The main purpose of Reactive Extensions (Rx) is to enable processing event streams. I set out to use Reactive Extensions for receiving data on the serial port and learned some new things.
Here is the code that uses
Observable.FromEventPattern<T>() to create an
IObservable<T> from the .NET event
The event does not actually contain any information on the data received, it only indicates that there is data available. Reading the data is done inside the lambda expression. Reading serial data will return a list of bytes. This list may contain a complete message or just a part of a message or even multiple messages. To handle this, I want the observable to be an
IObservable<byte>, i.e., it will produce a raw stream of bytes without any indication of where a message begins or ends. This is done through the extension method
public static IObservable<TResult> SelectMany<TSource, TResult>(this IObservable<TSource> source, Func<TSource, IEnumerable<TResult>> selector) that is used to flatten the sequence returned by the lambda.
So I now have a stream of bytes. I want these bytes to be chunked into messages. For my particular protocol, messages are separated by a special byte. Separation can be done in two ways:
Here, a new observable is created using
Observable.Create(). This observable subscribes to the byte stream, collects the data in a local collection and fires
OnNext() whenever a message delimiter is encountered.
This version uses the
Scan() operator to achieve the same thing. The output is an
IObservable<IEnumerable<byte>> that fires an
IEnumerable<byte> for every new message.
This code worked well up until the point I started attaching multiple observers to the message stream, one to process the messages and one to just dump received messages to a debug console. What happened then was that the code in the first code sample was called multiple times: once for each subscriber. This meant that each chunk of serial data was only received by one subscriber, not all subscribers. There are two possible solutions to this: Either introduce a
Subject<IEnumerable<byte>> subscribing to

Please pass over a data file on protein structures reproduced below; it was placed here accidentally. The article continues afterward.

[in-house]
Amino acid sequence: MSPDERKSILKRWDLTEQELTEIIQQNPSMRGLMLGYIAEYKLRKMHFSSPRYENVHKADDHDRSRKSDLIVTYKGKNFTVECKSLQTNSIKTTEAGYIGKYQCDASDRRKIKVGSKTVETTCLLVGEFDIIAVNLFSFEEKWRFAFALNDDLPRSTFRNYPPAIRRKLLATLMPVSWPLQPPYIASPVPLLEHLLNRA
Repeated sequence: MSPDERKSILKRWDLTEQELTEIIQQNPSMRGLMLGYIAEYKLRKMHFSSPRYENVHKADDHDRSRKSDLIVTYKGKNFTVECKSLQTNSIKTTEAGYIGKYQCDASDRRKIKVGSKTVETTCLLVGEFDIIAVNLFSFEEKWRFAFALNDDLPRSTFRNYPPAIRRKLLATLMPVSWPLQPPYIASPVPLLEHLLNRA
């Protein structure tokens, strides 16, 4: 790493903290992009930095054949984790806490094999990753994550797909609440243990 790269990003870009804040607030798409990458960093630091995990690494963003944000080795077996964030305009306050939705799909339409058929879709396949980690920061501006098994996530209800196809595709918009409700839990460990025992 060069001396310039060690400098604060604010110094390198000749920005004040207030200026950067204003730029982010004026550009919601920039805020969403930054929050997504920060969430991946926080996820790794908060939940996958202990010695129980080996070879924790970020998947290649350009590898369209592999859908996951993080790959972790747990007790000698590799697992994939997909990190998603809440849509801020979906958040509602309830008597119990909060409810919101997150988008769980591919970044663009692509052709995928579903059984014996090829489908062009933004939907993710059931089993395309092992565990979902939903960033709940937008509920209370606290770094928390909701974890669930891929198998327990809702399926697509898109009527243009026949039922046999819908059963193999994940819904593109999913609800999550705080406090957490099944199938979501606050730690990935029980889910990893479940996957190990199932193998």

serialPortSource and have consumers subscribe to the subject or use the
Publish() operator that does the work for you.
Creating a new observable that produces deserialized messages from the observable producing lists of bytes is now trivial using a simple
What remains is the question of how to use the received data in a typical workflow of sending out a message and receiving a response in return. Here is an example:
This example uses the
Replay() operator. Replay will capture all events from the observable that are fired after the call to
Connect(). After calling
Connect() the call is sent to the device at the other end of the serial connection. The second
await filters the incoming messages for the desired message (even using a filter criterion that was not known before the request was sent), adds a timeout, uses
FirstAsync() to return an observable that only returns the first element followed by
OnCompleted(), and waits for that
Replay() is capturing all messages, the following
await call on the observable should consider all answers from the target, whether they are received before or after the second call to
3 replies on “Serial communication using Reactive Extensions”
I’ve only been able to get the fragments you provided above to something around half way working.
For the communication I’m having with the serial port, I can have the following two main scenarios:
1. Send a single command – Receive a corresponding response.
2. Send a single command – Receive n number of asynchronous ‘interim’ messages, then the corresponding response.
Obviously scenario 2 looked like a good fit for RX, but I don’t think that’s how you’ve done things. Is that correct? Could you give me any pointers.
How did you fire OnComplete to indicate that you’d received all of the data you were expecting?
Lastly, SerialPort.DataReceived always fires on a different thread from the one used to send the data – how did you work around this?
It seems like a good fit.
The observable produced by ToMessage() will spit out new messages infinitely. I used FirstAsync() to turn it into an observable that will only produce one message and then call OnCompleted(). You can use the Where() before that to only trigger on the final message you are expecting (as I did in the example). This is assuming you don’t need the information in the interim messages in this place.
await will return the message before OnCompleted(), which is what you want here. It will also marshal the response received on a different thread into the context of the awaiting method.
thanks for sharing your knowledge! Can you please provide an example project or more environment stuff of the project to understand better, how to integrate this interesting technique?
Would be very helpful, to have a simple example source code of a whole project…